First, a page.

Alright already...

Right, so this place has been a little silent as of late. I think I haven't wanted to come here and just be all negative, but I'm gettin old, so if I wait for a happy day, well, I may never write again!

And to be clear, the positive in these days have been the people connections I've had. Generally, ministry time and visiting time with people has been an encouraging thing.

I think most of my heaviness has come from stresses that add up.

I have about 5 major points of "Organizational stress" I'm facing right now. Organizational, administrative things I need to take care of, but they don't come easily to me, so they are points of major stress.

Trying to be present for my family, while my head is trying to carry that stress means that I'm short tempered and impatient when they surprise me with extra demands. I hate that I am like that.

Receiving word that a favorite uncle will soon be done his life on this planet, and he's only in his mid 60's.

And the cold. It's so cold right now. As one of my friends from America's south said to me the other day, "Why, oh why do people need to live in such a place...!" Which is a question I've been asking a long time.

I suppose the bigger question is why don't we just shut life down when it's so freaking cold. Why don't we close the stores and schools and stay in safe warm places drinking warm drinks and reading books.

The cold is a stress too. Manageable  when the other stresses of life are not to bad, but in times like these, well, death to the cold!

Then the cars. Last week the kids got to school and the car wouldn't shut off. So, the driver did what any sane high school student would do. She left it running and went into class! After the office noticed that great clouds of smoke and steam were pouring out from the hood, they called her down. To make a very long stressful story short, it involved me and a funeral, and a broken van in the shop, and just about some bad words, but we got it home, and running again.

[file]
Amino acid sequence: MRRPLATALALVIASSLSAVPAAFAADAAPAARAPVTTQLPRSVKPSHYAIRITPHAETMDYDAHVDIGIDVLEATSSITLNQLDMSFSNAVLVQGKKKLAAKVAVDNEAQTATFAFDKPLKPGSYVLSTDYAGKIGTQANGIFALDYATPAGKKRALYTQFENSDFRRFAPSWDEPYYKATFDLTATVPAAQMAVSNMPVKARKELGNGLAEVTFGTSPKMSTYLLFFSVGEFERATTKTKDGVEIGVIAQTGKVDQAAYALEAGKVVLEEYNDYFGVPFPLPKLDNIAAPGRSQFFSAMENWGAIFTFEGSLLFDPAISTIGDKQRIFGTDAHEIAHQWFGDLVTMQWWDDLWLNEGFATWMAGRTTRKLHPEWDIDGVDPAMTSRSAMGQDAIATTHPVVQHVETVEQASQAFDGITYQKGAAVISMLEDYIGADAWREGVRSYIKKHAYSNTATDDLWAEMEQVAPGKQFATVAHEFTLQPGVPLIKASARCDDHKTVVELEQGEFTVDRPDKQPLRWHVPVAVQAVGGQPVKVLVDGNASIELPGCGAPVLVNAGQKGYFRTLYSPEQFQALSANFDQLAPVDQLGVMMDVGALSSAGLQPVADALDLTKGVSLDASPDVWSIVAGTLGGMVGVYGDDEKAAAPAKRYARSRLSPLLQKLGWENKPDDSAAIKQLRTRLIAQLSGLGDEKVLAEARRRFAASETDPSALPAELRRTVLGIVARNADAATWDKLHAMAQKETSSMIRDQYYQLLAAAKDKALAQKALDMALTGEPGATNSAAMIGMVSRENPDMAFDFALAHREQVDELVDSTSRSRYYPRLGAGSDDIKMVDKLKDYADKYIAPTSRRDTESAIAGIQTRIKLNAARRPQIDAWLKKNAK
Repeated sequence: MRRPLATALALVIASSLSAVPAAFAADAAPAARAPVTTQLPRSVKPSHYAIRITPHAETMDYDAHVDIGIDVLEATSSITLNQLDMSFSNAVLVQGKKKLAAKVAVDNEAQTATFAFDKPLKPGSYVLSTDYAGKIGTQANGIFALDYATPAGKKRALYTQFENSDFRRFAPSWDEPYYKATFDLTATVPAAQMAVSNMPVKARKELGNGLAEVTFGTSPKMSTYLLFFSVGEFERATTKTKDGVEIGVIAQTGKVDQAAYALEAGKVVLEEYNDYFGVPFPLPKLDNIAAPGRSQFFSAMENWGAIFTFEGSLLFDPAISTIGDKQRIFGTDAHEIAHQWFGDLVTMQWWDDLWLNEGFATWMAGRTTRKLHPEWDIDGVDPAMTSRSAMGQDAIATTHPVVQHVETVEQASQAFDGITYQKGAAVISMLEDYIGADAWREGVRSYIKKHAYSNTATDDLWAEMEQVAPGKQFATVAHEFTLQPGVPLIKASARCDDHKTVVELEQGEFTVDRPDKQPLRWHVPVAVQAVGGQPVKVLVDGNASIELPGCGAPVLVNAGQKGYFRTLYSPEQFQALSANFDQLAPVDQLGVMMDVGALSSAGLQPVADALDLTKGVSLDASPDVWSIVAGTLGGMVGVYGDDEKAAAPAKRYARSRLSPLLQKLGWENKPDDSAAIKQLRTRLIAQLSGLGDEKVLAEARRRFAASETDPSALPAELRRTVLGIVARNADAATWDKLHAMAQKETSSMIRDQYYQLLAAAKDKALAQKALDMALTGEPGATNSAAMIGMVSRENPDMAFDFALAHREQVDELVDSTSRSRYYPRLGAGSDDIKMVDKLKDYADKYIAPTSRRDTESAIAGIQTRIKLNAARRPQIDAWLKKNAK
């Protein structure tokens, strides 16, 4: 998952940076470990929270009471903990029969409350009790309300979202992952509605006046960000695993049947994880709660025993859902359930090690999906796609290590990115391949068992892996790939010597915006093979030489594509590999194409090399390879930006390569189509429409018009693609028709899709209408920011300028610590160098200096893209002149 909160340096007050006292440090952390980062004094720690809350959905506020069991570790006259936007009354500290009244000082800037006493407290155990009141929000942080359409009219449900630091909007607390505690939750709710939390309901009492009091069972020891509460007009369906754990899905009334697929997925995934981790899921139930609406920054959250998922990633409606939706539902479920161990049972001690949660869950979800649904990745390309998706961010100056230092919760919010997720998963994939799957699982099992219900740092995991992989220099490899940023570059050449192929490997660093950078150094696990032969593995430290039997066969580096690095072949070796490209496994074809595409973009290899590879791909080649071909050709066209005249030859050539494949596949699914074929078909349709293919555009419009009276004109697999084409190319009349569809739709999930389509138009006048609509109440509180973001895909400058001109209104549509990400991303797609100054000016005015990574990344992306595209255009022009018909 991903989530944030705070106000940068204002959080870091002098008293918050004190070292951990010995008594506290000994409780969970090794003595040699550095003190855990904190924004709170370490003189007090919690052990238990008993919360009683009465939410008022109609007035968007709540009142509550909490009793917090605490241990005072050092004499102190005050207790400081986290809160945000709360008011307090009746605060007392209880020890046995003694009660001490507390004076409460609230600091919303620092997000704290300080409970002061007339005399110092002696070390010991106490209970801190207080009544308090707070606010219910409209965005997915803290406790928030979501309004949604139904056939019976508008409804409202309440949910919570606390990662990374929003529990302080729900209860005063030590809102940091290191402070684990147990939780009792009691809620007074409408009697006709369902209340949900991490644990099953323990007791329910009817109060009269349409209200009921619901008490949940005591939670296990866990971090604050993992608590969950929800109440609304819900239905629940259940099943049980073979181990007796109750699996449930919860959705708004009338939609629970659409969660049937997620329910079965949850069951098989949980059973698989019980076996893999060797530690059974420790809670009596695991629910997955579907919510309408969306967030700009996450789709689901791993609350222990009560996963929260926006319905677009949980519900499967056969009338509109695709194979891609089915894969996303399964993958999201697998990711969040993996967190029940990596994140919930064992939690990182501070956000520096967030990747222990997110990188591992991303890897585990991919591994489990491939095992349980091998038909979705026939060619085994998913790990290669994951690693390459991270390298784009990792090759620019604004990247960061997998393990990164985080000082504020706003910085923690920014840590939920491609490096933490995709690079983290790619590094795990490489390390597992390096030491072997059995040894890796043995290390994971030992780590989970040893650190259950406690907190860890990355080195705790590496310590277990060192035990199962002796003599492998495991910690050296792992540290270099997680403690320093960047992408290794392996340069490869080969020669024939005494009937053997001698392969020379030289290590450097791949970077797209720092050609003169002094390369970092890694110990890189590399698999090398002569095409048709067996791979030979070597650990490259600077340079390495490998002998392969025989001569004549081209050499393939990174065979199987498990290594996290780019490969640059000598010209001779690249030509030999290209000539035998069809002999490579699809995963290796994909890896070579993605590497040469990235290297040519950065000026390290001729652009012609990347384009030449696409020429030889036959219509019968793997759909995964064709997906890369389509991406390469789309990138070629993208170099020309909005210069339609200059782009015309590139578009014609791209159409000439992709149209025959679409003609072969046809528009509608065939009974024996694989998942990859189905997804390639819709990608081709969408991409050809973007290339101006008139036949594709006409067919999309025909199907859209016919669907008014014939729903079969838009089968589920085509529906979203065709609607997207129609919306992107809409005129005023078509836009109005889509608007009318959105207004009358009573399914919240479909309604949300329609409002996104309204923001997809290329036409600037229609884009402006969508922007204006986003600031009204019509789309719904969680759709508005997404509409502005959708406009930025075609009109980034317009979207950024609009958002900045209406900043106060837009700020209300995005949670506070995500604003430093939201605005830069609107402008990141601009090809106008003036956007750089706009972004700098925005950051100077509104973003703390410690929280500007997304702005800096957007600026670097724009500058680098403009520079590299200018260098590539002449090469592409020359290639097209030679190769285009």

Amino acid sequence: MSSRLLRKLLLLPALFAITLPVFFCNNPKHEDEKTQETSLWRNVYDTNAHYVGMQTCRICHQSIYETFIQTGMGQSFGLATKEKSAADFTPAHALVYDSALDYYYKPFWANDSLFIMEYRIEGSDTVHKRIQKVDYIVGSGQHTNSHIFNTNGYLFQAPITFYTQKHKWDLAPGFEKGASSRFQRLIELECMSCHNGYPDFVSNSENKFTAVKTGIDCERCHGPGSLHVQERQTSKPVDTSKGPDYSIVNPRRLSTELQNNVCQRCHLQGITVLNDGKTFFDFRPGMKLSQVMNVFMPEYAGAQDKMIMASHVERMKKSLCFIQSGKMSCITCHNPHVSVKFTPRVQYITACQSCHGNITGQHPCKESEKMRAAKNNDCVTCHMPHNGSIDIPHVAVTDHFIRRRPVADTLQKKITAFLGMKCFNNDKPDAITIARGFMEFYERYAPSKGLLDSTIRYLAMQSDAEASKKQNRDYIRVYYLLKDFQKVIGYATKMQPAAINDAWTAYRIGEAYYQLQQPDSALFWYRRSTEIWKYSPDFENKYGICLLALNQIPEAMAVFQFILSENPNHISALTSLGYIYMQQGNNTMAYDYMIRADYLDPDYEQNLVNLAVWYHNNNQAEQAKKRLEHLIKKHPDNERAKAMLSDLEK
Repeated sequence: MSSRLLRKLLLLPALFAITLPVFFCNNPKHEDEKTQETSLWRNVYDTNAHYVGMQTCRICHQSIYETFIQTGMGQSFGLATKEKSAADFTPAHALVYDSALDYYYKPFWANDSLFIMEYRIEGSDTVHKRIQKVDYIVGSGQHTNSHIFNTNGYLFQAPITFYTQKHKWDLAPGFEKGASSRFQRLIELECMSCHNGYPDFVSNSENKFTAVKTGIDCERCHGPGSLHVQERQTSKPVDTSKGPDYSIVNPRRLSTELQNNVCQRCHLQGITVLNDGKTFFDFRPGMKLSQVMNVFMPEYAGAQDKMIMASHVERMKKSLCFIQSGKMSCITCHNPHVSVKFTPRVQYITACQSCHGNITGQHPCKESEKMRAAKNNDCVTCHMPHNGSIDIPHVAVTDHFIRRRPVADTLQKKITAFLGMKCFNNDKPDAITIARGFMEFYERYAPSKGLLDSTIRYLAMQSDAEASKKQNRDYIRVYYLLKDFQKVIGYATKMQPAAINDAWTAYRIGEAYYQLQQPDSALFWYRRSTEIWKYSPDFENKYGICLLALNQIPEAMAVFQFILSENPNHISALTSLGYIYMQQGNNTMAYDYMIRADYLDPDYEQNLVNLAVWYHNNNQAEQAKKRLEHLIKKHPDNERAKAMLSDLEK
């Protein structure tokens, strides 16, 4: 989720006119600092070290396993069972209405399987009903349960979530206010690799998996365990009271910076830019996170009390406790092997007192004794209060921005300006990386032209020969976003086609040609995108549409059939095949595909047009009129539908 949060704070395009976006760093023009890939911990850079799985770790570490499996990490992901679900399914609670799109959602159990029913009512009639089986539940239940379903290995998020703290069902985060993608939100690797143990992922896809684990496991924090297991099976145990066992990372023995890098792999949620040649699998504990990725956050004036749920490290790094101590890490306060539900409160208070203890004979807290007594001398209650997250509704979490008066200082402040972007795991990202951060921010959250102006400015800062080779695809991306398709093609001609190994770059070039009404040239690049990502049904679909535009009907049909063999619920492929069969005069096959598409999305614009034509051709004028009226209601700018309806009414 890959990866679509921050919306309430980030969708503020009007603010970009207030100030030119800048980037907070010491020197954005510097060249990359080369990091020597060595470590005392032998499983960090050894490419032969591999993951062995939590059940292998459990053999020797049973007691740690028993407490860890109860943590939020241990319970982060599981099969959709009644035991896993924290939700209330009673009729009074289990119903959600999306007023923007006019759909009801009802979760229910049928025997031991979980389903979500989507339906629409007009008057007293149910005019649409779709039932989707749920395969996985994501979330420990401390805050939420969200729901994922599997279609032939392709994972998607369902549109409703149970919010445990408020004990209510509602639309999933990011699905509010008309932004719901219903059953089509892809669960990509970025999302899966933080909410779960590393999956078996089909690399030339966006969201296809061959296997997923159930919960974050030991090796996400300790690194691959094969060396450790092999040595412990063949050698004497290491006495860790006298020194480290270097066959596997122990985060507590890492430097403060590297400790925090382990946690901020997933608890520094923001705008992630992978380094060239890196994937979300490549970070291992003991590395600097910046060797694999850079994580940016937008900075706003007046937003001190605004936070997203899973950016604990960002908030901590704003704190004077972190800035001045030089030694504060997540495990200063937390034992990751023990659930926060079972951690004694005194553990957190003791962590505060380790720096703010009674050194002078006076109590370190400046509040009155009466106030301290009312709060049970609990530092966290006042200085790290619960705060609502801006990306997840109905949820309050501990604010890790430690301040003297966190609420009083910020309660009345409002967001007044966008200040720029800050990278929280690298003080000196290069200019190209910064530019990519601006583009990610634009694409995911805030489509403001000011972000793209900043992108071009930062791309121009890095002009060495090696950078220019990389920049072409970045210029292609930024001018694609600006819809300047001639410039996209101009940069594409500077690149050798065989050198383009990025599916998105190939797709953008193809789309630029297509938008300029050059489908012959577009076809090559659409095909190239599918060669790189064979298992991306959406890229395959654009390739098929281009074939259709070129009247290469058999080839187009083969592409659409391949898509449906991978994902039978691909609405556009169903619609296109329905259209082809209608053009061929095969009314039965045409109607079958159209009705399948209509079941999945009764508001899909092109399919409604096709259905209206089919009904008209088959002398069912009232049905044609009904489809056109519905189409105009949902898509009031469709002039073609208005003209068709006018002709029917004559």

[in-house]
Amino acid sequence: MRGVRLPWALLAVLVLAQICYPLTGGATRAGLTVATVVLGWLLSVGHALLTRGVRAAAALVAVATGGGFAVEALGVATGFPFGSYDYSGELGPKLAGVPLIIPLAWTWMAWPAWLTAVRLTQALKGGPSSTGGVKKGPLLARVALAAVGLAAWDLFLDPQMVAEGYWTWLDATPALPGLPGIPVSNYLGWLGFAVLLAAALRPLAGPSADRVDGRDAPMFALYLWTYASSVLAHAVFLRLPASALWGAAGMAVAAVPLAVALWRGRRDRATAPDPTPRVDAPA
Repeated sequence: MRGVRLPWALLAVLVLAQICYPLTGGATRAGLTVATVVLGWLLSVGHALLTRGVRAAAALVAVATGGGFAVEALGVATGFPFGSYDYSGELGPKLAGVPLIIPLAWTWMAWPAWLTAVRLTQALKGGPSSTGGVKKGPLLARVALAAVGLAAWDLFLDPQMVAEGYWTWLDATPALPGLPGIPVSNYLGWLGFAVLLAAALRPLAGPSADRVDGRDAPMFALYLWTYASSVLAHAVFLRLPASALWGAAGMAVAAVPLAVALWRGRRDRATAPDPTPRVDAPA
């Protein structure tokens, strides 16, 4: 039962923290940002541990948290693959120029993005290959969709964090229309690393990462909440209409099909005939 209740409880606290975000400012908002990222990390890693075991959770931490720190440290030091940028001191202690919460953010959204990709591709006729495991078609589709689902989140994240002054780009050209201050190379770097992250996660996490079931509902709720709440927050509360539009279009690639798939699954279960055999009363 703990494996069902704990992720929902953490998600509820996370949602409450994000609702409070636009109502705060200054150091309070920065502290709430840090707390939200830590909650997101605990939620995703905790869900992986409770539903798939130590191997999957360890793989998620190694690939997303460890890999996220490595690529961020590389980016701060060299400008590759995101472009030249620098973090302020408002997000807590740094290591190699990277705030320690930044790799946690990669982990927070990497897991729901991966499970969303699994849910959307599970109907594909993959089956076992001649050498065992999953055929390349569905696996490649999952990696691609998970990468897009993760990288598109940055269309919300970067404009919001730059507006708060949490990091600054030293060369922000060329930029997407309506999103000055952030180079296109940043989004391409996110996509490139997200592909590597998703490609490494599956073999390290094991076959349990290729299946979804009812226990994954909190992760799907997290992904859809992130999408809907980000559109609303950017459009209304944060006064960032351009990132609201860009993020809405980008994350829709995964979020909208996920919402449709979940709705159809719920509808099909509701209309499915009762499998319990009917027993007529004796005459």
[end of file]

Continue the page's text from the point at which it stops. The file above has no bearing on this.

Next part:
This morning, it's -35C, before windchill, out there, and as I'm driving down the road, my brakes go away on me. No brakes. And tomorrow I need to be in Saskatoon.

To top it all off nicely, I spent four hours with my grade 5 son last night, trying to help him do his homework that he hadn't done all week and now was due the next day. After the stern discussion using plenty of the "fail" and "Grade 5" words over and over, we got at the work. What blew me away was that I was having a good deal of trouble doing the work. It was 4 pages of wordsearches for pete's sake. Easy peasy, but I couldn't do it. The word's were not included, so you had to find words in the maze of letters, but good grief, I thought I may have been having a stroke or something. So I sat there while he asked me, "Is such and such a word??" Later on, Lauralea came home and took one look at it and pointed out any number of words in it we had missed. If these kids didn't have her around, they'ed be in a class for the kids of challenged fathers.